After dinner, Diana heads over to the bar within the restaurant to watch television. When some unsavory characters make advances, she tells them that she is waiting for her boyfriend to finish his football game. At 7 o’clock, she checks her phone but there are no messages.

On the way back to the motel, she stops at a thrift store to purchase some inexpensive outfits, underwear, a sewing kit, an overnight bag, hair dye, and disposable phone. She momentarily regrets not packing a bag. But she reasons that if she had returned to do so, she may not have had the courage to leave.

“It doesn’t make sense to run away to a place that resembles home,” she rationalizes. So she begins searching exotic destinations. “What would it be like to fly to Italy or Paris? Can I become a Canadian citizen?” With some rusty high school Spanish lessons, Diana could relocate to Mexico. The cost of living is much cheaper there.


Diana imagines that she is kidnapping herself. New to the world of crime, she binge watches movies with that theme through the next day. She gets up, showers, and puts on a change of clothing. Then she jots down notes while eating some of the non-perishable groceries from her last trip to the market.

Most of the house bills are setup for autopay from her husband’s bank account. But she put aside $50 from each of her husband’s paychecks into her rainy day account. With interest over fifteen years, she has accumulated more than $30,000. She begins sewing hidden pouches in her garments to stash the cash. Then she hides the remainder within compartments and obscure places in the vehicle.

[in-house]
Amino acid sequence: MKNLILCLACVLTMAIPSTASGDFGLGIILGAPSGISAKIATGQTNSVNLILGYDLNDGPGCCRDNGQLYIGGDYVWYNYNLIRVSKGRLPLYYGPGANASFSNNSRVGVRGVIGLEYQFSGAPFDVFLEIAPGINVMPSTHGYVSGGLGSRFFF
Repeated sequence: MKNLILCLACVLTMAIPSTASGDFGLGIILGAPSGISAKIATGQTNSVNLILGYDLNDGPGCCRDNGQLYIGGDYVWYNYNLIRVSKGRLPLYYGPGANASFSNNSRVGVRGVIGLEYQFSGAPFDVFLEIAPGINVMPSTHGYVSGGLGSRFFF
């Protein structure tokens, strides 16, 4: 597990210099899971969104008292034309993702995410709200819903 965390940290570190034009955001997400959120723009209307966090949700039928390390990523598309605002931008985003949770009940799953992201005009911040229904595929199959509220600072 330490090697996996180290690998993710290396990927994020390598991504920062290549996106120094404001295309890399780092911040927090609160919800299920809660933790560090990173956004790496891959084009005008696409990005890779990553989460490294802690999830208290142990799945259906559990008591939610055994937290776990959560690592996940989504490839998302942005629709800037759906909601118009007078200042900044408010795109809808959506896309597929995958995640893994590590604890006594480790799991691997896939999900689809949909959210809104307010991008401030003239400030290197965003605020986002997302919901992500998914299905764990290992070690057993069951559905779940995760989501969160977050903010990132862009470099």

Fleeing in her own car while carrying her registered smartphone is a good way to get tracked. After checking for unreceived messages once more, Diana removes and breaks the SIM card and turns off the phone. In its place, she activates the burner phone.

Diana feels that she needs to keep moving and changing traceable information. So she checks out, drives to a secluded area and exchanges license plates with a parked car. Then she gets on the highway to a new city.

At the next motel she dyes her hair before leaving the keys on the nightstand. She drives to another secluded area to pull someone else’s license plates but discards the first ones she took inside of a dumpster in the next town.